Historically, Bangladesh is a land of glorious cultural heritage with inter-religious harmony and co-existence being the inherent characteristics of the soil. Buddhism entered in ancient Bengal more than 2,000 years ago and it continued as the predominant religious faith in the region until about the 11th Century AD. Ruling dynasties patronized Buddhism successively for nearly seven hundred years in the ancient Bengal and the adjoining kingdoms in the eastern India. As a result, Buddhism made deep influence on Bengali life, culture and civilization. At the moment, Buddhists are the third largest religious community in Bangladeshwho are devoted to their religious rites and tradition.
The prominent Chinese pilgrim –traveler FaHien, who toured ancient Bengal and other parts of Indian for 16 years in the seventh century (629-645 AD), noted that Buddhism was flourishing in the northern and central parts of present-day Bangladesh. His travel diary recorded about 30 monasteries in this part of ancient Bengal. Travel records from Chinese pilgrims helped provide clues for archeologists to uncover the lost Buddhist heritage sites.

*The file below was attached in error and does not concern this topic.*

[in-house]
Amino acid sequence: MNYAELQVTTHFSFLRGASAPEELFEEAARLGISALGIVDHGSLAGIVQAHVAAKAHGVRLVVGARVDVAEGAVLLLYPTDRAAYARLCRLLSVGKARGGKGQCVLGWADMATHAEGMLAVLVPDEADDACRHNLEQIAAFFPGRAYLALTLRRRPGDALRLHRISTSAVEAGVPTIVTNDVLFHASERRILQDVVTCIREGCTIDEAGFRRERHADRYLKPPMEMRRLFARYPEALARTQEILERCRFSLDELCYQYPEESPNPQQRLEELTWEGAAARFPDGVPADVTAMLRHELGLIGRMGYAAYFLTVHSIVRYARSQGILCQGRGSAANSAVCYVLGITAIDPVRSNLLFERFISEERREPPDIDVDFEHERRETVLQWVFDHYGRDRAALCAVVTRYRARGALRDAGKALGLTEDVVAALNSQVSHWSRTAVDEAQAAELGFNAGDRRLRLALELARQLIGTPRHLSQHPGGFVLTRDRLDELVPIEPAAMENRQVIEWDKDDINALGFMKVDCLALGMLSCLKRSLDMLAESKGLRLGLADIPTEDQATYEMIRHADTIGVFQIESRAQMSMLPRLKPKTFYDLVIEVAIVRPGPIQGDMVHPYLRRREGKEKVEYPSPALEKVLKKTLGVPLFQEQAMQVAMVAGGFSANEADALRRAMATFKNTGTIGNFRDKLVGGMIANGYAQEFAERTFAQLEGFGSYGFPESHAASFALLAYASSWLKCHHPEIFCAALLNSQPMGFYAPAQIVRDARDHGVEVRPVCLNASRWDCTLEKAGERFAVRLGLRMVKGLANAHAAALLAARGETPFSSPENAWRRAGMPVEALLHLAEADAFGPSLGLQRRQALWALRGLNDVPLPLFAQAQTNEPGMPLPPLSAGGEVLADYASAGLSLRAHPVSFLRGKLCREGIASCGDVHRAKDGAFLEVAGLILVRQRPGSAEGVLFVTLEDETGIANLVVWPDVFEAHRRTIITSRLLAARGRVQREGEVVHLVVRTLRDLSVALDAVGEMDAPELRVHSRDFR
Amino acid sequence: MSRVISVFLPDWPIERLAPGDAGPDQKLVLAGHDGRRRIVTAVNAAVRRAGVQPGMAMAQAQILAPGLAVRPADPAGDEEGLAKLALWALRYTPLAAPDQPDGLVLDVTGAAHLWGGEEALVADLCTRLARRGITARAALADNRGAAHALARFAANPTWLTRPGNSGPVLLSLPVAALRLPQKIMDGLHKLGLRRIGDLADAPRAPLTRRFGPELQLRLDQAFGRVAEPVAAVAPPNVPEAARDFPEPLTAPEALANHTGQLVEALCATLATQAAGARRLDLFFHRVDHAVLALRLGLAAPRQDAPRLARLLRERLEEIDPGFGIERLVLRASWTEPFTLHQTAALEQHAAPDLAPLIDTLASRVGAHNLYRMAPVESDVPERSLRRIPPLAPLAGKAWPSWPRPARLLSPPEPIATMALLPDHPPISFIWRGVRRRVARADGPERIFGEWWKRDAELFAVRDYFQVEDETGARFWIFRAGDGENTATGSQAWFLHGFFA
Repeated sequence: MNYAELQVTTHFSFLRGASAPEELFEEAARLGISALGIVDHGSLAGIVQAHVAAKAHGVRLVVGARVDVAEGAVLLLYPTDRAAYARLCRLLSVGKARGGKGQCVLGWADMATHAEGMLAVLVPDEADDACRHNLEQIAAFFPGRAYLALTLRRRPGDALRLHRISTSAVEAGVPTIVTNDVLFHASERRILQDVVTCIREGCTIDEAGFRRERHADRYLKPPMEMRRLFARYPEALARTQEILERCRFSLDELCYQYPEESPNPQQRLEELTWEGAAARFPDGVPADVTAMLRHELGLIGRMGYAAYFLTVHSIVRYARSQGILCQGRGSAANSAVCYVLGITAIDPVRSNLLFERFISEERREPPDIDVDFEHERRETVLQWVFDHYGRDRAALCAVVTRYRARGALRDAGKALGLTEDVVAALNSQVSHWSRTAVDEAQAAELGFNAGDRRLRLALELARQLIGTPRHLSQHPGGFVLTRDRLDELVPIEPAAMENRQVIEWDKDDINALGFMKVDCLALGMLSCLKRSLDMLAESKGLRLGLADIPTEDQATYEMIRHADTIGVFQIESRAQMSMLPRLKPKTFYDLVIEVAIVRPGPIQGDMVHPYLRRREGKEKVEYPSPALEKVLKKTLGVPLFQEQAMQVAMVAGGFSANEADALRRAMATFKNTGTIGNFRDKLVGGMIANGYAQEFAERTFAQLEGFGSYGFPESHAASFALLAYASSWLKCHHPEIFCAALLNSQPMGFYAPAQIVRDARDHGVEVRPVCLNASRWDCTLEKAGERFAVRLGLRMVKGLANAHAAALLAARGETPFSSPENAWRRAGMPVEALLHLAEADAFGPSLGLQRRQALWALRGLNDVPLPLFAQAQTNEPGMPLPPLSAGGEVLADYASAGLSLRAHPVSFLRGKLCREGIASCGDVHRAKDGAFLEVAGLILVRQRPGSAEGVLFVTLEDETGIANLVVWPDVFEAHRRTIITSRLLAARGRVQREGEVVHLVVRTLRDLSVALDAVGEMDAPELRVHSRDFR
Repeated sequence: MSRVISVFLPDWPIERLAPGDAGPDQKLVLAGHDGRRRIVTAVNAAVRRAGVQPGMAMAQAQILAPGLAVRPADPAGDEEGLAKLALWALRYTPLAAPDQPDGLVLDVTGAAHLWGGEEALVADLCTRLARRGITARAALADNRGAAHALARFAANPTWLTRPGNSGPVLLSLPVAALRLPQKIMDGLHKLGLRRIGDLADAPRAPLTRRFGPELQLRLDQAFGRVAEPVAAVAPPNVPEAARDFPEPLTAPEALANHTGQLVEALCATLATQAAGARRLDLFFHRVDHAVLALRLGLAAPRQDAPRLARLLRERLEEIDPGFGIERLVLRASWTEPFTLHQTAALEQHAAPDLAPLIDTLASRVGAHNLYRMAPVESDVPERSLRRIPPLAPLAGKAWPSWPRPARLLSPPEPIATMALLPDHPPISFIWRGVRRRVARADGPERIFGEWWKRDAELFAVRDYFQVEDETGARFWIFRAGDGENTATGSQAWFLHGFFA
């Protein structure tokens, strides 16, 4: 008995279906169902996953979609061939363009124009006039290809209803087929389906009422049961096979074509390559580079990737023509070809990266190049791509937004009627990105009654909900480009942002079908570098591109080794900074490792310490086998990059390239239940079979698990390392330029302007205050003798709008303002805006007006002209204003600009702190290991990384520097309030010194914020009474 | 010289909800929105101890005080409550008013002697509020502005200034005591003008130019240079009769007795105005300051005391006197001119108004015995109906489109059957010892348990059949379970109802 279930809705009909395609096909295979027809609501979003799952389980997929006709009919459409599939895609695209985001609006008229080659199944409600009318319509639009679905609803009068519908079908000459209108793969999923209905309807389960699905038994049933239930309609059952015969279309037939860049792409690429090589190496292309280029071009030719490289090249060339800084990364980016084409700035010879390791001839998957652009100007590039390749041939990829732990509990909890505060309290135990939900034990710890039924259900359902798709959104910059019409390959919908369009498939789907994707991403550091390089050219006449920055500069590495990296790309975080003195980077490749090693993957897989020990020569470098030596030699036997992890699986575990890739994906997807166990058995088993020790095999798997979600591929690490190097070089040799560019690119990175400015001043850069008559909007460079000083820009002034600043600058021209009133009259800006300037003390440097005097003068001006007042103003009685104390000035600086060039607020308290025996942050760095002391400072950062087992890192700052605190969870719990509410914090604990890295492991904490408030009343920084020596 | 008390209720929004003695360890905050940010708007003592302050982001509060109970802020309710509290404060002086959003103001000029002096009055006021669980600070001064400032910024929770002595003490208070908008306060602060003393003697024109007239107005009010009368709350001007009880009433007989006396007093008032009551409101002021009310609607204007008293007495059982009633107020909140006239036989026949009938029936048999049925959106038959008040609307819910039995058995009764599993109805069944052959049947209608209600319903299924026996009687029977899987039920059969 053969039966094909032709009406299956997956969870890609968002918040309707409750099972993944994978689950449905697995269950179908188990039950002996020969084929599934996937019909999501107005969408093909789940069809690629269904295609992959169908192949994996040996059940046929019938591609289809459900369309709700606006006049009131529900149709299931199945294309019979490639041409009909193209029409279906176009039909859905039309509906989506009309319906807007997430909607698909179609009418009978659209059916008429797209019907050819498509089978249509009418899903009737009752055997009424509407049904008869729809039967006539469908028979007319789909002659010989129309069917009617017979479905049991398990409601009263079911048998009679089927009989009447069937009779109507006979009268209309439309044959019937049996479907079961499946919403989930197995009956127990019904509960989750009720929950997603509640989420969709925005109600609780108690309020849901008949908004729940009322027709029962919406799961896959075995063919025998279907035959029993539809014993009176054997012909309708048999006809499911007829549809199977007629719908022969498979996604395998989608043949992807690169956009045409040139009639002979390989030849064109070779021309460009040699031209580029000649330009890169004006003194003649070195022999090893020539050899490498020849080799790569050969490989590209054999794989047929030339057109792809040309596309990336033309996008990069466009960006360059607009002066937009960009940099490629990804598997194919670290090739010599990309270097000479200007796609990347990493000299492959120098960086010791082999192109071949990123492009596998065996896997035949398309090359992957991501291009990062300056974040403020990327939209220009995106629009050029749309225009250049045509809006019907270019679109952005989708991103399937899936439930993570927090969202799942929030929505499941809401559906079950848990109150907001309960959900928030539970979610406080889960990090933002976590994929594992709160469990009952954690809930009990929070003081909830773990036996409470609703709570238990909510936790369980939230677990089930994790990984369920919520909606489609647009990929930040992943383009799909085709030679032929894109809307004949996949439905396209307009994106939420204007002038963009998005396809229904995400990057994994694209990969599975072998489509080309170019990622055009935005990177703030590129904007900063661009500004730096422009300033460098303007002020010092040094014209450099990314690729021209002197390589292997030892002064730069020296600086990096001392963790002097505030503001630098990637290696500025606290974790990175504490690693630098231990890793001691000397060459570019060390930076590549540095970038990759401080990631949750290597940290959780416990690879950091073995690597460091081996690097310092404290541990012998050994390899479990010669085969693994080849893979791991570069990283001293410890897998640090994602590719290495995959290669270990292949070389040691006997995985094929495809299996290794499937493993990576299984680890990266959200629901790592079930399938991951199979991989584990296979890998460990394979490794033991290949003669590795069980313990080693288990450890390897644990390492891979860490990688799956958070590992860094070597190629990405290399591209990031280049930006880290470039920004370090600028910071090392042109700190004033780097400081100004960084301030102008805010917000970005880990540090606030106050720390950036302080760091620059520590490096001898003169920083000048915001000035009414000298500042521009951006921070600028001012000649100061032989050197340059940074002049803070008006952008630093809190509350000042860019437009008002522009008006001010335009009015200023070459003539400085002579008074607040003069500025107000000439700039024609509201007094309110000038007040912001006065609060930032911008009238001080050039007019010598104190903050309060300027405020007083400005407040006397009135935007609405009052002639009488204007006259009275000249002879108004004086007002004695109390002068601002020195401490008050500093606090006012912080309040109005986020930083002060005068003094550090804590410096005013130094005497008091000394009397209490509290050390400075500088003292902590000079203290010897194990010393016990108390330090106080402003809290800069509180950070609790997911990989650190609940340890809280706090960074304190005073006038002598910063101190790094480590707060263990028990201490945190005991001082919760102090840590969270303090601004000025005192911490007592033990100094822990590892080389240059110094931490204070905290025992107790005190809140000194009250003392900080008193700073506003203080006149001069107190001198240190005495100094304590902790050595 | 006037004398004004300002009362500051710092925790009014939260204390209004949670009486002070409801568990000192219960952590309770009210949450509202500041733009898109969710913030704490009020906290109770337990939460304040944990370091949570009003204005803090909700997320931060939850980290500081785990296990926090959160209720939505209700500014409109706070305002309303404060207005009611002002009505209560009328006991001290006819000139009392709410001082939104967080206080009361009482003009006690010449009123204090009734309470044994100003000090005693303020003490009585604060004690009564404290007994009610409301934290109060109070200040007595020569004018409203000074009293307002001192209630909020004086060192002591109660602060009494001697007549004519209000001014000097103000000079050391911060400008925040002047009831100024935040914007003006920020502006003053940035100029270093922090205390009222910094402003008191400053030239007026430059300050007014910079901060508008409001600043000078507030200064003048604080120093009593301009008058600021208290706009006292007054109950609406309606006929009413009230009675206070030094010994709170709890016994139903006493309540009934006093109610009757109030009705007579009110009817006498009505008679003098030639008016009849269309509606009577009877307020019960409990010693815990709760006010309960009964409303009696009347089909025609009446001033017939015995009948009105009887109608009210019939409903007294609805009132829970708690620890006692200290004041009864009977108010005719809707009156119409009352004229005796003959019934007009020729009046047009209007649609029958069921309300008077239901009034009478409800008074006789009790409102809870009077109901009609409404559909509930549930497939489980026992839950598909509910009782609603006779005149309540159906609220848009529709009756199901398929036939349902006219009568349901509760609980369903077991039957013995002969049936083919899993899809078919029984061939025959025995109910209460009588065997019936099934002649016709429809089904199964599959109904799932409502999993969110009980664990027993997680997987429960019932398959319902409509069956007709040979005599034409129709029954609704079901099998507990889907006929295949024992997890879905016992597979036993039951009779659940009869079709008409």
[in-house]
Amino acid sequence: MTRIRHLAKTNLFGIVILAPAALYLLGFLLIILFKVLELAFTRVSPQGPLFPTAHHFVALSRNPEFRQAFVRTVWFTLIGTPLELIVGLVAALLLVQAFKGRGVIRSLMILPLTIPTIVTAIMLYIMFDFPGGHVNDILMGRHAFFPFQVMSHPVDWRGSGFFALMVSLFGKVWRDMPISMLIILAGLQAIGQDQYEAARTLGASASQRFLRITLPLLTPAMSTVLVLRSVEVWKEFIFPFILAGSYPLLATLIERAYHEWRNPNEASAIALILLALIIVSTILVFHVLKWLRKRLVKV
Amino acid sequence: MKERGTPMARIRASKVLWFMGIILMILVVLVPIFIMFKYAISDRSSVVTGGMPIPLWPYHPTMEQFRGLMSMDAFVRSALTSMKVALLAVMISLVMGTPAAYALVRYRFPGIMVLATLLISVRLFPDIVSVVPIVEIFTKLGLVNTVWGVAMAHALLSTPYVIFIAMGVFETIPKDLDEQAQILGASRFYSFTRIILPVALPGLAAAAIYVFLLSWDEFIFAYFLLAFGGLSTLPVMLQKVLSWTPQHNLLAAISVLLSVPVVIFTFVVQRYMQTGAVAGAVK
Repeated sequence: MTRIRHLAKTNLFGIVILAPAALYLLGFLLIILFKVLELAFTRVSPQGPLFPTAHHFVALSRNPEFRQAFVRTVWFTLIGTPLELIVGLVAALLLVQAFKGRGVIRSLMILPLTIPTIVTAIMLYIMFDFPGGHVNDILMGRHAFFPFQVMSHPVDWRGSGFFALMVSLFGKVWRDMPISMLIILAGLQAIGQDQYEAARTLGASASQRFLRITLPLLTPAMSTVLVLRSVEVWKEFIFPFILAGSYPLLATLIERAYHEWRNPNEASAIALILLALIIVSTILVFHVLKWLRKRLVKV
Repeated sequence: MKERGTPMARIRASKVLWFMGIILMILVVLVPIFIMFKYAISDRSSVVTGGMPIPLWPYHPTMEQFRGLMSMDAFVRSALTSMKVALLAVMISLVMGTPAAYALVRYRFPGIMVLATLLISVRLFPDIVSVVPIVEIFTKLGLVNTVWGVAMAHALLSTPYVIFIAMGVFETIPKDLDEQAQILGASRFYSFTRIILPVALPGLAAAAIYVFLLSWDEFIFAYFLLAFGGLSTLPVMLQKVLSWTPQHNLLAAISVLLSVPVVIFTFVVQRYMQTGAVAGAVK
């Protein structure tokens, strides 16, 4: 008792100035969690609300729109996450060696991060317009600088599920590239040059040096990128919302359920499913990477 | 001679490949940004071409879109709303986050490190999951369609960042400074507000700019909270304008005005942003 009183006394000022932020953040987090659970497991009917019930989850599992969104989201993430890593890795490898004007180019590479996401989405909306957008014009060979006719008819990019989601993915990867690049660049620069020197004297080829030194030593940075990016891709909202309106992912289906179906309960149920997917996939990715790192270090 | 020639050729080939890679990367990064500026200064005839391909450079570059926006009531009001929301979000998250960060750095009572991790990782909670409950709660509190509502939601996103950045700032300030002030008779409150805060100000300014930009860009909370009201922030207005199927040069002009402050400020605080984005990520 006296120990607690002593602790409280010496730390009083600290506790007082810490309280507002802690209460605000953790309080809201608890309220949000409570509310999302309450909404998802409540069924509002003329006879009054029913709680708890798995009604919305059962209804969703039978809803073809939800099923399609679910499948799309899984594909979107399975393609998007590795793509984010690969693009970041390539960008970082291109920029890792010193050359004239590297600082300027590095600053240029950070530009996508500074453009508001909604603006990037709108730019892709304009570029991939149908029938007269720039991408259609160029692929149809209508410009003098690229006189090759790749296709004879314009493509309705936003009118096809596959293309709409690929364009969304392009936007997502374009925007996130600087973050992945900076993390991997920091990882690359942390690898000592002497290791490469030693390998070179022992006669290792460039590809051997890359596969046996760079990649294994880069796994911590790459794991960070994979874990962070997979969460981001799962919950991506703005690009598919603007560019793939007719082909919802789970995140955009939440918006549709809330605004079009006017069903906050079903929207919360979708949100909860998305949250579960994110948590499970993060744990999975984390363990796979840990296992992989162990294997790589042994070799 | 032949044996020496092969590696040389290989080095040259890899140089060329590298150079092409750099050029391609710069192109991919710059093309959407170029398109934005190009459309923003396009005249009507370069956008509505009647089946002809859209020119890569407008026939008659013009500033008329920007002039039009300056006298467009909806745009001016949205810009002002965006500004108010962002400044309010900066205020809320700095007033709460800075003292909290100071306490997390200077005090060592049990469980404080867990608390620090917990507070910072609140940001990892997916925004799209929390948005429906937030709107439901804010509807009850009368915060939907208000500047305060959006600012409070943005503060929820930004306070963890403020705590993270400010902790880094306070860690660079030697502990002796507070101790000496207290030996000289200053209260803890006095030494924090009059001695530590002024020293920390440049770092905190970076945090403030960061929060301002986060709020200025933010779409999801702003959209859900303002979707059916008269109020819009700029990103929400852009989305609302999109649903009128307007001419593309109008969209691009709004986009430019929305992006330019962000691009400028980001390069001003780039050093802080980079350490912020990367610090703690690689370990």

A number of important Buddhist archeological sites have already been uncovered in different parts of Bangladesh. Bangladesh is believed to be a rich repository of South Asian Buddhist heritage. In order to draw world’s attention to rich Buddhist heritage in Bangladesh, the Government organized an international event in collaboration with World Tourism Organization in October 2015.
Followings are the most notable among the Buddhist archaeological sites so far been uncovered in Bangladesh:
Paharpur Buddhist Monastery (Sompura Mahavihara)